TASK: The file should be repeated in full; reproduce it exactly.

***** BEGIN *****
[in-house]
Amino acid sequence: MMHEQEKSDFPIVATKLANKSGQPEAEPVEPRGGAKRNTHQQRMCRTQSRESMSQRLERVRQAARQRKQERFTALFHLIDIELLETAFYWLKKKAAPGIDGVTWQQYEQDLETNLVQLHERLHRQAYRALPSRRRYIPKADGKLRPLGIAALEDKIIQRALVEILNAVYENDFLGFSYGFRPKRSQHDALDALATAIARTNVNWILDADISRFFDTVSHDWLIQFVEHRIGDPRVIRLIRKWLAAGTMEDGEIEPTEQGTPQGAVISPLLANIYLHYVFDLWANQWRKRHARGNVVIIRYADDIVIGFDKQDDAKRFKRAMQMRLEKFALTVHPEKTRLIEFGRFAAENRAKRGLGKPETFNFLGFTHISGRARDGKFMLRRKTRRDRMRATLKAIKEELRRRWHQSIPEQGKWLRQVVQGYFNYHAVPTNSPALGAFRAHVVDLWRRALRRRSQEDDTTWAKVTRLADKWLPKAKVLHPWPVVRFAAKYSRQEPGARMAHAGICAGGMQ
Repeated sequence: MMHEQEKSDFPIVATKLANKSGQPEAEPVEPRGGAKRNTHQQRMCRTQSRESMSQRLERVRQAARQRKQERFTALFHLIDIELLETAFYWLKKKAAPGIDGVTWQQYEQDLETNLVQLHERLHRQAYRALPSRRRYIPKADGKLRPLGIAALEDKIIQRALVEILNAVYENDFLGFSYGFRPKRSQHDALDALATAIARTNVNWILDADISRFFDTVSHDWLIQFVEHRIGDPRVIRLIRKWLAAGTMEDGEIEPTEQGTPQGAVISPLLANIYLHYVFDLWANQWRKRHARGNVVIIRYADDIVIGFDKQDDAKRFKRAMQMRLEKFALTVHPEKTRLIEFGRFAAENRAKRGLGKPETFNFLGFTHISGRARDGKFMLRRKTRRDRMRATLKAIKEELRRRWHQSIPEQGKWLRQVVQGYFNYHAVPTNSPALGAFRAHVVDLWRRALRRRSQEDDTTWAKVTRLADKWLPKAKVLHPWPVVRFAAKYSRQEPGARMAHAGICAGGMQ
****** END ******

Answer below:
[in-house]
Amino acid sequence: MMHEQEKSDFPIVATKLANKSGQPEAEPVEPRGGAKRNTHQQRMCRTQSRESMSQRLERVRQAARQRKQERFTALFHLIDIELLETAFYWLKKKAAPGIDGVTWQQYEQDLETNLVQLHERLHRQAYRALPSRRRYIPKADGKLRPLGIAALEDKIIQRALVEILNAVYENDFLGFSYGFRPKRSQHDALDALATAIARTNVNWILDADISRFFDTVSHDWLIQFVEHRIGDPRVIRLIRKWLAAGTMEDGEIEPTEQGTPQGAVISPLLANIYLHYVFDLWANQWRKRHARGNVVIIRYADDIVIGFDKQDDAKRFKRAMQMRLEKFALTVHPEKTRLIEFGRFAAENRAKRGLGKPETFNFLGFTHISGRARDGKFMLRRKTRRDRMRATLKAIKEELRRRWHQSIPEQGKWLRQVVQGYFNYHAVPTNSPALGAFRAHVVDLWRRALRRRSQEDDTTWAKVTRLADKWLPKAKVLHPWPVVRFAAKYSRQEPGARMAHAGICAGGMQ
Repeated sequence: MMHEQEKSDFPIVATKLANKSGQPEAEPVEPRGGAKRNTHQQRMCRTQSRESMSQRLERVRQAARQRKQERFTALFHLIDIELLETAFYWLKKKAAPGIDGVTWQQYEQDLETNLVQLHERLHRQAYRALPSRRRYIPKADGKLRPLGIAALEDKIIQRALVEILNAVYENDFLGFSYGFRPKRSQHDALDALATAIARTNVNWILDADISRFFDTVSHDWLIQFVEHRIGDPRVIRLIRKWLAAGTMEDGEIEPTEQGTPQGAVISPLLANIYLHYVFDLWANQWRKRHARGNVVIIRYADDIVIGFDKQDDAKRFKRAMQMRLEKFALTVHPEKTRLIEFGRFAAENRAKRGLGKPETFNFLGFTHISGRARDGKFMLRRKTRRDRMRATLKAIKEELRRRWHQSIPEQGKWLRQVVQGYFNYHAVPTNSPALGAFRAHVVDLWRRALRRRSQEDDTTWAKVTRLADKWLPKAKVLHPWPVVRFAAKYSRQEPGARMAHAGICAGGMQ